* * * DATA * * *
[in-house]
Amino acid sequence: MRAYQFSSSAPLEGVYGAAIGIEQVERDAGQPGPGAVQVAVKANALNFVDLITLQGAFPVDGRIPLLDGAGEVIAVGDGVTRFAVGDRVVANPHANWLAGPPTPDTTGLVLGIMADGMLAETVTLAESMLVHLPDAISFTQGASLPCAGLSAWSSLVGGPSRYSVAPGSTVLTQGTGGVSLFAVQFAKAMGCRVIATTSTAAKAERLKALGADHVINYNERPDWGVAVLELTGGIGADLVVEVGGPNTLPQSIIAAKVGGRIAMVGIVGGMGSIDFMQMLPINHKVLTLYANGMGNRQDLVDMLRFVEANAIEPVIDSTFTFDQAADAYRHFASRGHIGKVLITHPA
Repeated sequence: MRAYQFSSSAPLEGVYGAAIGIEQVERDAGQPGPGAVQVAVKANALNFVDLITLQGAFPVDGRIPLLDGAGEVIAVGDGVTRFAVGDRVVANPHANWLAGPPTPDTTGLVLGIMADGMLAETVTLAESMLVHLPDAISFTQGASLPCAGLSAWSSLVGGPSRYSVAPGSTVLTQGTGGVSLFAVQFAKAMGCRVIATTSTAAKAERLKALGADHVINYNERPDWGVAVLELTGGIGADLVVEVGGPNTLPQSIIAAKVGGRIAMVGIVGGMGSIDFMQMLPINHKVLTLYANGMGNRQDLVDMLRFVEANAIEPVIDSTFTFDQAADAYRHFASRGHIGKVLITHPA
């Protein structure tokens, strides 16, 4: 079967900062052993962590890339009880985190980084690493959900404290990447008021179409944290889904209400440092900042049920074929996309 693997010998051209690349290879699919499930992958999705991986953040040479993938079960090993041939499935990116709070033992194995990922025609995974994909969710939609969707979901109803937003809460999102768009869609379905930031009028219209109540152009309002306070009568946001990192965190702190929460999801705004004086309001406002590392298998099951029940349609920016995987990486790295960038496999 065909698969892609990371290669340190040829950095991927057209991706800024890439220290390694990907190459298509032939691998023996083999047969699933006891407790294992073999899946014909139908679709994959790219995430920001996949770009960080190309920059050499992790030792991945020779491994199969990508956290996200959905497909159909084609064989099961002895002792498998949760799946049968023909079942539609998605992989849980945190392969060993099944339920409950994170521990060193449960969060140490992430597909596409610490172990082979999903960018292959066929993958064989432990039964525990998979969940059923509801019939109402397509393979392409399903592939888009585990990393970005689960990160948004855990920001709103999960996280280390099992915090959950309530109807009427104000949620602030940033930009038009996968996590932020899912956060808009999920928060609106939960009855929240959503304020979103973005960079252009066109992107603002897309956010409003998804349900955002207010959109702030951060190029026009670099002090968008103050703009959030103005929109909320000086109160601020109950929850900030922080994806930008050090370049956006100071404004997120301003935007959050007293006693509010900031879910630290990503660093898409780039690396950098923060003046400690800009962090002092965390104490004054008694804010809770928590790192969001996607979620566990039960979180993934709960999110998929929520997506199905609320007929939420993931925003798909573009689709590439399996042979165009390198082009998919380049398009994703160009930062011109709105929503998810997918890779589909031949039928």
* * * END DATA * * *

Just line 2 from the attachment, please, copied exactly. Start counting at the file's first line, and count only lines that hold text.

Amino acid sequence: MRAYQFSSSAPLEGVYGAAIGIEQVERDAGQPGPGAVQVAVKANALNFVDLITLQGAFPVDGRIPLLDGAGEVIAVGDGVTRFAVGDRVVANPHANWLAGPPTPDTTGLVLGIMADGMLAETVTLAESMLVHLPDAISFTQGASLPCAGLSAWSSLVGGPSRYSVAPGSTVLTQGTGGVSLFAVQFAKAMGCRVIATTSTAAKAERLKALGADHVINYNERPDWGVAVLELTGGIGADLVVEVGGPNTLPQSIIAAKVGGRIAMVGIVGGMGSIDFMQMLPINHKVLTLYANGMGNRQDLVDMLRFVEANAIEPVIDSTFTFDQAADAYRHFASRGHIGKVLITHPA